“The deepest hole
where the bullet,
my father’s back,
--Ocean Vuong, Night Sky with Exit Wounds
I want to know how my father’s eyes remain open when they hold
the weight of an entire country’s tragedy.
In the mirror, my father’s eyes.
The burnt brown that fits just so in a Syrian complexion
is a mystery when placed in the paleness of my half-blood skin
but still, they’re his eyes.
I am only half of him and waning as America takes me in,
as his country is annihilated, also waning into rubble
and bomb craters where children play, but in this mirror I see
the moon of our amber iris darkens, waxes, I am
In Syria, these days,
everything which touches the ground
connects to the dead.
Rubble is mixed
with the ash of many mothers
and the men who sold
gem-toned blue stones
and golden bracelets I hold
close to my heart.
The lucky ones
have been buried in white sheets
instead of burst
like pomegranate seeds
and left to sour
in the Aleppo sun.
My father tells himself
not to picture our loved ones
dead for fear of too much loss,
a fear which has already violently ravaged
those clay bodies.
At night, I sleep
while they count
In Damascus, down the street from my grandparent’s
abandoned flat, there is a juice shop next to a bakery
with a name which I cannot remember
and I know if I went back it would look different
or it wouldn’t be there at all.
In Chicago, just a crescent’s worth of memory
allows me to see my father, really see him across the dinner table,
through these eyes which we have in common like language.
Tonight, he uses our eyes to cry about his father, my Jido’s colon
which destroys him from the inside, about the inevitable
distance between our table and his table in Dubai,
the city in which he seeks refuge.
Jido’s colon heals, but my father can never quite get back
the tryst he had with mortality.
I realize, the severe brown-ness of these eyes is the only thing about my appearance which proves that I’m Syrian. I know that my origins are deeply embedded into my body, no matter how close or distant from my soul. It’s there in the mirror, the stark equivalent of dirt roads in Aleppo.
My red hair is louder than my dark eyes and louder than my last name which comes out in three smooth beats. Alsamsam means dagger.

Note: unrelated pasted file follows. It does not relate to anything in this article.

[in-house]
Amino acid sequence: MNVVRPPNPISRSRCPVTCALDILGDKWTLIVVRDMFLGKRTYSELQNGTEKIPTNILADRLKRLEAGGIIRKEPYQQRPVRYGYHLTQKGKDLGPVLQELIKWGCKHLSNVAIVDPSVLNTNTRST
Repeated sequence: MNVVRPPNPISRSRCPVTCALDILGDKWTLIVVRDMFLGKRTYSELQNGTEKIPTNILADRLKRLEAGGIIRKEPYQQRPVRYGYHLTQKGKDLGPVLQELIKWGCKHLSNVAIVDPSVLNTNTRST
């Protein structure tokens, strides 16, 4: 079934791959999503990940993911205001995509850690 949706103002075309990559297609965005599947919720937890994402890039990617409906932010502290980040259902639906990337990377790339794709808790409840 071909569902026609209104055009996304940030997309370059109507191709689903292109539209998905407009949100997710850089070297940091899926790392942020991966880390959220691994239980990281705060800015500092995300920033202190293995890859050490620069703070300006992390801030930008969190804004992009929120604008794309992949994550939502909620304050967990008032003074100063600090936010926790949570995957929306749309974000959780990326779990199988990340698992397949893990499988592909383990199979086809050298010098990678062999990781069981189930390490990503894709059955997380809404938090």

Ten generations of my father’s pure Syrian family has the same sharp stab of our last name. They bought watermelon from salesmen on the corner and took the force-fed poison of war into their low, growling stomachs.
I experience the violence from afar but still I long for that country. I feel so irrevocably attached to the chaos of its constant imploding though I know it only from a string of visits in the summer and what my father has told me.
I want to know why bodies are made strong for battle but still supple for love, for grief, for poetry. My father’s eyes are so clearly reflected in my face and in this mirror, but I still worry that my Syrian iris fades like a horizon line as the Damascus lights rise into the star-pricked sky.
It’s easier to accept destruction when you let it destroy you, too.
The rubble of Aleppo collects beneath his clear eyes.
Even in my dreams I cannot
conjure an image of the country
my father came from
when it was un
broken. I can remember
the domes, but they’re already
bloated and ready to burst.
Emerald lights emanate from the mosques
but even in photos they flicker
ready to burn out.
The imam’s voice is woven already
with melancholy, even at dawn,
knowing he wakes the city
a day closer to battle. I cannot
see ancient stone walls
without cracks in them,
two thousand years severed
with hairlines fractures
of corruption. It is true
that Da Vinci taught his protégés
to study the cracks in the walls
instead of famous sketches. It is true
that the crescent moon
keeps spinning through its cycles
indifferent, or rather, uncertain,
of the world it reflects
someone else’s light on.
These eyes are mine because they are yours. This war
is mine because it is yours. I do not yet know
how to tell you that years of cold between us
cannot freeze the heat of all those Syrian summers.
The other day we watched a video of a rebel
who cut out a Syrian government soldier’s heart
and took a bite. If you had not come to America
you would have fought as a rebel soldier, too,
against Bashar who was on your childhood soccer team,
Bashar who was not even meant to rule a country,
the sensitive one compared to his brother,
the un-fit son in the words of his father.
You see yourself in that violent rebel
whose family was taken for dead and captive.
You see yourself in the children floating
over water, over borders, attempting to seek refuge anywhere
that will take them in. Not even war can recover
what I have not said to you for so long, what is locked
into my half-blood heart. I cannot even speak to myself
in the mirror because your eyes stare back at me,
mine but not mine.
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